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Effects of corticosteroids and immunosuppressors on idiopathic inflammatory myopathy related myocarditis evaluated by magnetic resonance imaging
  1. Y Allanore1,
  2. O Vignaux2,
  3. L Arnaud1,
  4. X Puéchal1,
  5. S Pavy1,
  6. D Duboc3,
  7. P Legmann2,
  8. A Kahan1
  1. 1Paris-Descartes University, Rheumatology A Department, Cochin Hospital, AP-HP, Paris, France
  2. 2Paris-Descartes University, Radiology A Department, Cochin Hospital, AP-HP, Paris, France
  3. 3Paris-Descartes University, Cardiology Departments, Cochin Hospital, AP-HP, Paris, France
  1. Correspondence to:
    Dr Y Allanore
    Service de Rhumatologie A, Hôpital Cochin, 27 rue du Faubourg Saint-Jacques, 75014 Paris, France; yannick.allanore{at}cch.ap-hop-paris.fr

Abstract

Background: Cardiac involvement in idiopathic inflammatory myopathy has been recognised as an important prognostic factor, but treatment remains empirical.

Objective: To investigate the effects of corticosteroids and immunosuppressors on myocarditis in patients with inflammatory myopathies.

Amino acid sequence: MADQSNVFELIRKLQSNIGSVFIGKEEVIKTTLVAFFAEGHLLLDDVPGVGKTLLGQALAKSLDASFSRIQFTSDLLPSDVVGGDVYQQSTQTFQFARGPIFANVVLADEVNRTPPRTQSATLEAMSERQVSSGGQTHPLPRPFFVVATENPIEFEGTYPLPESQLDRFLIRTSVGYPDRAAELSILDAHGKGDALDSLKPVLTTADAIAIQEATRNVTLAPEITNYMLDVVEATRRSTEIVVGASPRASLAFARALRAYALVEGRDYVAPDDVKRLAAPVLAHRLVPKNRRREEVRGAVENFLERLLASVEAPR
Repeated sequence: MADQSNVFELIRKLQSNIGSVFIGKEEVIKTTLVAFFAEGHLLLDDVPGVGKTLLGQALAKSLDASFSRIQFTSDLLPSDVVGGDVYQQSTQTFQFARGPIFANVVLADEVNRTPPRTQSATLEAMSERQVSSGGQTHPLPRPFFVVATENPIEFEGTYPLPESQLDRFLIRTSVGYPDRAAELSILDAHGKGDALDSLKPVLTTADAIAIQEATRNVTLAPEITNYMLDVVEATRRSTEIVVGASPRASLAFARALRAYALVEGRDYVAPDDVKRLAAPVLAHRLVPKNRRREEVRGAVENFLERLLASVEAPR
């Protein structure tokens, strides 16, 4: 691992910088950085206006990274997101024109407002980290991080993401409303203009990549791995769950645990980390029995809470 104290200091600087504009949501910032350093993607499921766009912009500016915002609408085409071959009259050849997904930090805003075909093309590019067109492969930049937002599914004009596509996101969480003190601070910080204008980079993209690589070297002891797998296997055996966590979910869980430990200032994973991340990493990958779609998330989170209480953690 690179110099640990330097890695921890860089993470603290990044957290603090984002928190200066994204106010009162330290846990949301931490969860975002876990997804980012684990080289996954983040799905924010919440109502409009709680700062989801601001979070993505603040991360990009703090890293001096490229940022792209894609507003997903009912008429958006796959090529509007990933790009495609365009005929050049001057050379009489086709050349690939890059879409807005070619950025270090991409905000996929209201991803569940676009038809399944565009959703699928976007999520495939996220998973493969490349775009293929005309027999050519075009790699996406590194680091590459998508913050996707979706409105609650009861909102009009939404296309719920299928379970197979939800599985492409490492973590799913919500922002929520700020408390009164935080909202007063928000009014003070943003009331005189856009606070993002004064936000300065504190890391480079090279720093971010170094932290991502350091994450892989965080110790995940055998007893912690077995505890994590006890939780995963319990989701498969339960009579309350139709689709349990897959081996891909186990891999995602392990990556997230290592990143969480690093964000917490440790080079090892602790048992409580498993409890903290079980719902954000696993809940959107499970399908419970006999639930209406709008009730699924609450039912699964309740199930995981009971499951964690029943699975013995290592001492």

Methods: Patients with inflammatory myositis of recent onset who had not received treatment were evaluated for associated myocarditis by magnetic resonance imaging (MRI) and reinvestigated after treatment with high dose corticosteroids and immunosuppressors.

Results: Four patients with histologically proven myositis were included. Two patients with polymyositis had cardiac clinical symptoms. Two other patients with dermatomyositis and diffuse cutaneous systemic sclerosis-polymyositis overlap syndrome were asymptomatic. In three cases the usual conventional screening tests were normal. For all patients an area of contrast enhancement and hypokinesia detected by cardiac MRI was markedly reduced after treatment with corticosteroids and immunosuppressors for 6 months.

Conclusion: Treatment with intravenous methylprednisolone followed by prednisone and immunosuppressive therapy seems to be effective for treating myocardial involvement in patients with idiopathic inflammatory myopathies, either alone or presenting as overlap syndromes. Cardiovascular MRI is a non-invasive technique that may be a powerful tool for diagnosis and monitoring of myocardial inflammation in this setting.

  • polymyositis
  • dermatomyositis
  • myocarditis
  • heart
  • magnetic resonance imaging

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Footnotes

  • Conflict of interest: None.

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